I’m often surprised, and occasionally horrified, that Resource Acquisition Is Initialisation isn’t better known than it is amongst programmers who use languages to which it is applicable. It is a simple, eloquent and efficient way to deal with many situations where there is a risk of “leaking” memory or handles, failing to release file locks, etc.
Actually it generally is known by most programmers in applicable languages, and to some extent is supported by many common libraries and tools. Like many idioms and patterns you aren’t learning anything totally new when you learn about it, but you are making it something that you have more consciously integrated into your mental toolkit for solving programming problems.
Or rather, which languages is RAII appropriate for. As will soon be explained RAII depends on the way that constructors and, in particular, destructors, get called and the predictability of this happening.
RAII can be used with:
RAII cannot generally be used with languages that clean up objects using an unpredictable garbage collection, such as Java (however see the Postscript on .NET). If a language guarantees cleanup of all objects before an application shuts down then it may be applicable to some problems.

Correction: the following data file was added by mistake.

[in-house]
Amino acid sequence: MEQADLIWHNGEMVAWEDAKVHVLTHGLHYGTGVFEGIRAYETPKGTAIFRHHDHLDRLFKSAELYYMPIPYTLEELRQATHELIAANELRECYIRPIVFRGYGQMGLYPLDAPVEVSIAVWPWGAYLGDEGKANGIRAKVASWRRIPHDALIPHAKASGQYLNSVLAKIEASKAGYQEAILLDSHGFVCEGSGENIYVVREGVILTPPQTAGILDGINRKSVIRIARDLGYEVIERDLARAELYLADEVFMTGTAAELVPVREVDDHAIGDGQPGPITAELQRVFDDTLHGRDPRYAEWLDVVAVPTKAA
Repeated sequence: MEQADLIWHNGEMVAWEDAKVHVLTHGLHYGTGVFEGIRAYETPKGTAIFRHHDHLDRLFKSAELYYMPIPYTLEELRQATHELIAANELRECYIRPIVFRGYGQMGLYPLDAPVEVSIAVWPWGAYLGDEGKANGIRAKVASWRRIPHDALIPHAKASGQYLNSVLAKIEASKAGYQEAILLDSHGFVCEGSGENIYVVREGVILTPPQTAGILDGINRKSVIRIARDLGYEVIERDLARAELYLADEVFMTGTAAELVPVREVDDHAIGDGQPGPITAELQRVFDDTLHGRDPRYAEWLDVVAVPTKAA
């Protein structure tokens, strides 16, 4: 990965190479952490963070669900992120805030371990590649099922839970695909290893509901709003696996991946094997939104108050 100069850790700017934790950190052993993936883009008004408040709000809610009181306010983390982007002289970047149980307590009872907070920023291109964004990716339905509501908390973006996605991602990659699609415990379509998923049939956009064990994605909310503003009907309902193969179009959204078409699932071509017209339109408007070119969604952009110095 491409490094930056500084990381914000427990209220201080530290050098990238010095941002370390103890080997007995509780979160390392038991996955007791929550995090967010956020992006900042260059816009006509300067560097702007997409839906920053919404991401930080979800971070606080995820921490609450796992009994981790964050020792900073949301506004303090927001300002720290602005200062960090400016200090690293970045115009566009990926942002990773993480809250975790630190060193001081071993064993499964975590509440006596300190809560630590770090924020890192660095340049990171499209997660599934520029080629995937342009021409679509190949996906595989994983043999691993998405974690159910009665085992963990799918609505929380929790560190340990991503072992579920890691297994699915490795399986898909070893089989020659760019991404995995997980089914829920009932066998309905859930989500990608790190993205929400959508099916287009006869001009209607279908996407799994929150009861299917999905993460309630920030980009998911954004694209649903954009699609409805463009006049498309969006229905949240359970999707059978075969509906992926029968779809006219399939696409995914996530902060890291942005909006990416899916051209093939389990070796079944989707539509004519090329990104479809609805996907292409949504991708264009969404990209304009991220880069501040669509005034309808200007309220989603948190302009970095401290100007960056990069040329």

It’s worth noting that if you are using C++ with garbage collection (which isn’t defined by the language, but which may be provided by a run time) then that garbage collection will generally not apply to objects allocated on the stack and hence RAII can still be used.
Of course these are arguably differences in implementation rather than in the
language itself, it depends on where you draw the line between language and
runtime support. Inability to support RAII is reflected in the actual language of
Java though in its use of the
finally keyword to
indicate actions which must take place after a
block is left whether an exception is thrown or not. Together with the ability to
catch(...) to catch all errors, RAII
finally unnecessary in C++ (which shares
catch with Java).
Generally there will be some points in the execution of any moderately sized program where something is done which necessitates a later “undoing”. Examples of these are:
IMalloc::Alloc, etc. Which must be matched with a call to
Generally the pattern is:
At this level of complexity the only real danger is that we simply forget to release the resource, which, while it does happen, is something that should be quickly caught in any code-review.
The problem becomes more difficult if the period between obtaining and releasing the resource becomes more complicated, with many different points at which the resource should be released:
Here what we had previously labelled “Use Resource” is now more complicated and as such there are frequent points at which we may wish to release the resource.